Those unable to apply for the three-year passport may still make use of the single-use permit forms. This may be required, for instance, for foreign-based musicians that are not able to obtain a multi-use permit from their home country.
A single instrument containing animal material (such as ivory or sea turtle shell), or animal and plant material (such as ivory and Brazilian rosewood) uses Permit Application form 3-200-23
A single instrument containing plant material only (such as Brazilian rosewood) uses Permit Application form 3-200-32
Traveling groups with cargo that contains multiple instruments with animal and/or plant material may use a single permit, called a “traveling exhibition” permit, using Permit application form 3-200-30 (Disregard that the form says it is for “circuses and traveling animal exhibitions!”)
- Consider the limited locations for exiting and entering the U.S. with CITES permits. An instrument bearing a CITES permit or passport may only travel through a very limited number of designated ports of entry and exit where U.S. Fish and Wildlife and/or Department of Agriculture officials are on hand to inspect and credential documents. Unanswered questions about the port process abound, and the policies vary from port to port. Musicians traveling with CITES permits are strongly encouraged to contact ports in advance. There are 18 U.S. ports for traveling with animal material (such as African elephant ivory or sea turtle shell) or both plant and animal material (such as African elephant ivory and Brazilian rosewood), and 31 ports for traveling exclusively with CITES plant material (such as Brazilian rosewood). While this limitation is challenging, showing a permit at a non-designated port could be highly problematic and disruptive to travel.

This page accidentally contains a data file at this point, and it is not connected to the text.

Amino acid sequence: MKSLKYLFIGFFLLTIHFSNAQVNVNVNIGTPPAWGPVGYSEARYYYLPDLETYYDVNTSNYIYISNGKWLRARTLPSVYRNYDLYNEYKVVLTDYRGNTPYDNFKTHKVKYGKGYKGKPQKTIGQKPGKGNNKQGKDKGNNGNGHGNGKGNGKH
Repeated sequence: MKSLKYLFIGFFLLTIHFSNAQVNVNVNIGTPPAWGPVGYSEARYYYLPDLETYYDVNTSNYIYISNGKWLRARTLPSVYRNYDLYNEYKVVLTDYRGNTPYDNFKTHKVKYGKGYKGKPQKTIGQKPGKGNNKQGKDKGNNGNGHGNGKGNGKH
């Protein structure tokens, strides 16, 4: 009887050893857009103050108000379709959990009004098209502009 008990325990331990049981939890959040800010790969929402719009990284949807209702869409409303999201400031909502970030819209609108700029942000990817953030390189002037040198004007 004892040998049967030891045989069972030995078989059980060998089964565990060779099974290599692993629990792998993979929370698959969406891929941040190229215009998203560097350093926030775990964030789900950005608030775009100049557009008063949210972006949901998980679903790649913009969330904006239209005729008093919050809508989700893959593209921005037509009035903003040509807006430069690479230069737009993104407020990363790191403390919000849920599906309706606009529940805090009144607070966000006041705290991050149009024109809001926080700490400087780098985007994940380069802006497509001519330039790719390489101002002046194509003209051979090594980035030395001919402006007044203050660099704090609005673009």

We have assembled this list of Designated Ports of Entry/Exit for traveling with protected species.
- Additional layers of rules may apply country by country. It is extremely important to remember that under the current and newly proposed permitting systems, each country may continue to apply additional permitting requirements for complying with additional layers of domestic endangered species rules. (For instance, here in the U.S., the Endangered Species Act and Lacey Act apply.) The U.S.-issued CITES permits or passport may not cover all foreign permitting requirements. If a permit is being used for travel, it is always advisable to contact the CITES authorities of the countries you will visit. Keep in mind that since this process is largely unimplemented, it may be difficult to quickly find the answers you seek.
Note that certain countries may allow musicians to travel without CITES permits if their instrument is hand-carried as a “personal effect.” At present, exemptions from the CITES process are not available for cargo.
Always consult CITES Authorities prior to international travel.